Open Banking One Year On - The Paper(less) Anniversary
07 February 2019
Author: Claire McCloskey
Just over one year ago, the Revised Payment Service Directive (“PSD2”) came into effect in the UK through the nationwide initiative introduced by the Competitions and Market Authority (the “CMA”), known as “Open Banking”. Open Banking gives customers the right to use an authorised third party to access account data and make payments on their behalf and operates to regulate these authorised third parties and services in a manner similar to existing banks and financial institutions.
Open Banking was introduced in January 2018 with relatively little fanfare for what was considered a major impetus for innovation in the banking market. Even at the time of launch, commentators were largely in agreement that consequences of its implementation would be revolutionary but were as yet unknown. One year on, it is irrefutable that Open Banking has changed the way some of us bank - even if that change is not as visible as some industry experts may have hoped.
Consumers like you and me may have noticed additional features within our personal banking apps, such as the option to “Add Bank”. If so, it is also striking that the options to add another bank’s accounts to a personal banking app are limited – sometimes to just one bank. However the slow (but steady) modifications to personal banking services are not reflective of overall growth. At the beginning of 2019, there were sixty-five “Payment Service Providers” (broadly defined as an entity that makes electronic payments on behalf of its customers) registered to provide Open Banking services and, between May 2018 and November 2018, over forty-five million Application Programming Interface (“API”) requests were made by consumers to the nine principal UK banks and associated brands.
As well as Payment Service Providers and consumers, certain banks embraced Open Banking in 2018. HSBC became the first of the major UK banks to release a standalone app giving users a global view of all of their accounts last June and, in September, Barclays released an update to its mobile banking app allowing customers to view accounts from other banks.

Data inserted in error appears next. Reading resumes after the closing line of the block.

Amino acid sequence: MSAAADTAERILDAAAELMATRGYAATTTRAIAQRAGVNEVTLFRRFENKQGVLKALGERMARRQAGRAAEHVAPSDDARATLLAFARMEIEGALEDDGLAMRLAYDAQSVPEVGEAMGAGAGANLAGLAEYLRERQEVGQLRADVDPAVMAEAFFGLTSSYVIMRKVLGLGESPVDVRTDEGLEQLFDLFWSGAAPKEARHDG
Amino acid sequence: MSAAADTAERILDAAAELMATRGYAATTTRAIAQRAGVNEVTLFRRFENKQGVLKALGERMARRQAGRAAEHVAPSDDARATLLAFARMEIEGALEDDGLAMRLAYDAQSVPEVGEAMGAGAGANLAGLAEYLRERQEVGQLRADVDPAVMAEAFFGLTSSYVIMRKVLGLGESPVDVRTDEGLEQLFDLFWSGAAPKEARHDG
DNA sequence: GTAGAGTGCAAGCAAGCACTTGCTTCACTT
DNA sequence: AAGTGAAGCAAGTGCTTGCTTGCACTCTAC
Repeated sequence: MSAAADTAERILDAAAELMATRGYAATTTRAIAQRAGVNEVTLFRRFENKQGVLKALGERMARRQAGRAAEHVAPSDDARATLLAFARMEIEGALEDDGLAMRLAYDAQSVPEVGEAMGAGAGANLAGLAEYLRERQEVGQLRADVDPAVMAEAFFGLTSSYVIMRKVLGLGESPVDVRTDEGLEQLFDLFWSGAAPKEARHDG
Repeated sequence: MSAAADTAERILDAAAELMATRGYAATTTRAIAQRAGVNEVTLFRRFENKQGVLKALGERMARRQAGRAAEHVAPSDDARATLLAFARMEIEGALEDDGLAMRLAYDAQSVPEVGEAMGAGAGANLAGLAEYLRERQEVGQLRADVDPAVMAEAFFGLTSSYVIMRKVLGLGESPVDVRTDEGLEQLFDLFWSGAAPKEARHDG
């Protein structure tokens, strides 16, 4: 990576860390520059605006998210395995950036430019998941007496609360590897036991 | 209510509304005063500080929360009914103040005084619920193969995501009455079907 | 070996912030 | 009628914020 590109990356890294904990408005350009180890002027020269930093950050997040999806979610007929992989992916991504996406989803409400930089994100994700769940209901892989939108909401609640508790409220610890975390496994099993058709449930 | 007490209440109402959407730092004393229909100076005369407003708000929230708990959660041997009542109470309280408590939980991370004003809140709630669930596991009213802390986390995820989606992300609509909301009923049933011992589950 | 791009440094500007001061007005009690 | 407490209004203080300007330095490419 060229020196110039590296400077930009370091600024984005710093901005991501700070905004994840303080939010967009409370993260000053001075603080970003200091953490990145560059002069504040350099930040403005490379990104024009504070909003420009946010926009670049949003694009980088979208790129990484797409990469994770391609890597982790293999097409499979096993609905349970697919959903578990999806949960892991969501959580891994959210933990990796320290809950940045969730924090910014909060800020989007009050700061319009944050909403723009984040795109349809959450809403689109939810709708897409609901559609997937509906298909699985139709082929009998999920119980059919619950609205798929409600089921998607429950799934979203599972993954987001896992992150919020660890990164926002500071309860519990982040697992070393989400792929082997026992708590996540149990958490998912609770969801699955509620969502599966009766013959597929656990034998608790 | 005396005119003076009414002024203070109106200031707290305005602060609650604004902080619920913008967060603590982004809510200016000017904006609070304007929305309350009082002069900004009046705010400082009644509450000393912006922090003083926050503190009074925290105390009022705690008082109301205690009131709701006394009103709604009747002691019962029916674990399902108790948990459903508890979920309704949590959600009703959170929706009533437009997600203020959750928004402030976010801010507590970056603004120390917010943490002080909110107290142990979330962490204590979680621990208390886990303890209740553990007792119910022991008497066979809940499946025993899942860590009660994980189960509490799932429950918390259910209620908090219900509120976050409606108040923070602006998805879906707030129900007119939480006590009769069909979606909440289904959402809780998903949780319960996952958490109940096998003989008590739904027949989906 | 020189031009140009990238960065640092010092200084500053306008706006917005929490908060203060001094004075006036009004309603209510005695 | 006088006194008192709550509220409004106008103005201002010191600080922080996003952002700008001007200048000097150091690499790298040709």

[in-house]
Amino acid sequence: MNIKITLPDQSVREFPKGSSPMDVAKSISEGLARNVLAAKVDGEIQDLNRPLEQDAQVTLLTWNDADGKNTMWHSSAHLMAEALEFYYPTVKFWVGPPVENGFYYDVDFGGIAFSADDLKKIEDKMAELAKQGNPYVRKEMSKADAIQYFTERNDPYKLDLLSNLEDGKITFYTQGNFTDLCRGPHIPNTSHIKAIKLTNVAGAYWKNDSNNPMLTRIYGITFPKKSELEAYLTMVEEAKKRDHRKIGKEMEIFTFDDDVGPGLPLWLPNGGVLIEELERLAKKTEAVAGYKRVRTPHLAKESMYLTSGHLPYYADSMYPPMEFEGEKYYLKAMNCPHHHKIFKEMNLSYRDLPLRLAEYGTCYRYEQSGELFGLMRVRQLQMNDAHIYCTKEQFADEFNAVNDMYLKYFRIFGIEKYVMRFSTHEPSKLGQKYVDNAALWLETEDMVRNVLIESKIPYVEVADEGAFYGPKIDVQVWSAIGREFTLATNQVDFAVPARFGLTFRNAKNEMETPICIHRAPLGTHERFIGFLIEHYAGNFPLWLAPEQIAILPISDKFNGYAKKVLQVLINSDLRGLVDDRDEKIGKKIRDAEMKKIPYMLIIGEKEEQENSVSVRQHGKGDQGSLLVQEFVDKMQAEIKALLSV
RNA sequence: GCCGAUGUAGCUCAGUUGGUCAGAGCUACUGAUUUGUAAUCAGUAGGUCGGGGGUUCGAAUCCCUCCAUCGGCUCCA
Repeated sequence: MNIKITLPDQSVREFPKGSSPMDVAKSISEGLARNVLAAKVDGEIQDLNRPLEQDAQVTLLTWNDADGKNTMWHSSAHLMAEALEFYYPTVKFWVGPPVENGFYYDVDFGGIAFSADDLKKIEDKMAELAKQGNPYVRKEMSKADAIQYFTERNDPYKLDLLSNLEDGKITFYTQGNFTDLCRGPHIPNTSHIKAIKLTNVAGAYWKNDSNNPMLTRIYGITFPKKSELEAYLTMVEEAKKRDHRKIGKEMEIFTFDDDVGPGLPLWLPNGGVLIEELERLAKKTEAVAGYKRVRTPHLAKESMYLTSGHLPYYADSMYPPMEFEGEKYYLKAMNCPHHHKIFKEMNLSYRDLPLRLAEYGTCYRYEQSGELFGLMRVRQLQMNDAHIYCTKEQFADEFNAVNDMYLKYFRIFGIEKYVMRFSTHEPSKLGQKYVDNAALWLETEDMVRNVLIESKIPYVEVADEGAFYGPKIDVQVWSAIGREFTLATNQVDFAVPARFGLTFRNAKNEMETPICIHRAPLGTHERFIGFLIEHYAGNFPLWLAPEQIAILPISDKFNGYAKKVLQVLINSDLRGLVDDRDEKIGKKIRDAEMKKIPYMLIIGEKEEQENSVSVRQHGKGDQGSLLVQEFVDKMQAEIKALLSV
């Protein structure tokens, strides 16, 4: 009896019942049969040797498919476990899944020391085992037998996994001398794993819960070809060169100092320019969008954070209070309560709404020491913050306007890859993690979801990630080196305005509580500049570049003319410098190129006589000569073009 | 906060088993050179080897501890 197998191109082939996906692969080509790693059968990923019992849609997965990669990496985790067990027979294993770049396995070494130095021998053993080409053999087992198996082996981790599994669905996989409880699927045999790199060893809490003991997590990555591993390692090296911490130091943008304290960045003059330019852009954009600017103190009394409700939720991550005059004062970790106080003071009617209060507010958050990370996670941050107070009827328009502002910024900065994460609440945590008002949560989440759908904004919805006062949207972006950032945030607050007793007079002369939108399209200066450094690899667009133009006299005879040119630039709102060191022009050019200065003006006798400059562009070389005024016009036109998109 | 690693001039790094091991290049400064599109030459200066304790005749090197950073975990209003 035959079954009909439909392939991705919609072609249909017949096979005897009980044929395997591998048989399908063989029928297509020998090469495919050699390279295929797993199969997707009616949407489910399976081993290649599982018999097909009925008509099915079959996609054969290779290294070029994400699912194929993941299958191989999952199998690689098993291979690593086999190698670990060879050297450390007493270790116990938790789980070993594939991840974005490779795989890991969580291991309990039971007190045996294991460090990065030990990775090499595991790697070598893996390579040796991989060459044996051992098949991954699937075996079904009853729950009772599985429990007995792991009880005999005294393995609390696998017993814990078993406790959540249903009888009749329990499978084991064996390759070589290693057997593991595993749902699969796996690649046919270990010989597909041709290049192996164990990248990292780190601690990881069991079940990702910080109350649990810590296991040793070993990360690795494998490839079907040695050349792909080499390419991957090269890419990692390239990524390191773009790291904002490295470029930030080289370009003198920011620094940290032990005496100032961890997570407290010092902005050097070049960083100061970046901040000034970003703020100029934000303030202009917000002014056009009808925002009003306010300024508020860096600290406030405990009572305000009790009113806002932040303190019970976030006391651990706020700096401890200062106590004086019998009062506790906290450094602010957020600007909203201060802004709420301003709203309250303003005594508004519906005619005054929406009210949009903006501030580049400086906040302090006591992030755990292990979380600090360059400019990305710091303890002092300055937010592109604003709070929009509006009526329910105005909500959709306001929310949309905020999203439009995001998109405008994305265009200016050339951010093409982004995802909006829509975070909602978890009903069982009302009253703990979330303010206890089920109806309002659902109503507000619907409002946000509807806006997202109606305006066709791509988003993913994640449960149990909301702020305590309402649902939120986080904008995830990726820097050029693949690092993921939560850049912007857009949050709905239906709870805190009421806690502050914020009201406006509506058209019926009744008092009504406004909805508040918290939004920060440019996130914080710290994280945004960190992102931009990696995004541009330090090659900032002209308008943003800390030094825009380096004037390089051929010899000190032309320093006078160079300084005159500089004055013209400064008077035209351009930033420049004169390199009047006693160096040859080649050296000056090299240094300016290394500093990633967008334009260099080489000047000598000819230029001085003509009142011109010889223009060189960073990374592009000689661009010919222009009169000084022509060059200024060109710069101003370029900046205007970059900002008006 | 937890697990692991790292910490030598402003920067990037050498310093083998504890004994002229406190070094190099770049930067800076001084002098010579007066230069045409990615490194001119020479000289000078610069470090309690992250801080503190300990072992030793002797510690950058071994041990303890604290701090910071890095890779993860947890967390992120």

Some commentators have found the perceived lack of impact disappointing, with a sceptical or indifferent public being cited as a principal factor.It has been noted that deeply-rooted consumer behaviour will not transform overnight and that banks must proactively tackle their concerns. Tom Renwick, strategy analyst at challenger bank Atom, has commented that "The promise of open banking will only be realised when there are fintechs and banks alike producing innovative products and services leveraging APIs that seek to address real customer needs." (https://www.computerworlduk.com/data/open-banking-...).
The launch of PSD2 in the UK continues to be watched with interest all over Europe as other markets prepare for implementation of the directive. On the anniversary of the implementation of Open Banking, some are hailing 2019 as a decisive year.It is predicted that, this year, banks will shift focus beyond consumers and turn their attention to developing Open Banking services for commercial customers. At this point in time, the Open Banking infrastructure itself has matured and it is anticipated that the majority of teething problems have been addressed.
At the start of this week, HSBC and Goldman Sachs were revealed as amongst investors in a twenty million dollar funding round for UK banking technology start-up “Bud”, which will apply the investment toward creating the world's largest team dedicated to the development of Open Banking technology (http://ftreporter.com/uks-bud-raises-20m/).
Perhaps the future of Open Banking lies in more of these fintech and bank pairings.Regardless, what is beyond doubt is that Open Banking has a lot more to offer both consumers and the market and 2019 could be the year that it ignites with a bang.
You can find out more about Open Banking at https://www.openbanking.org.uk/.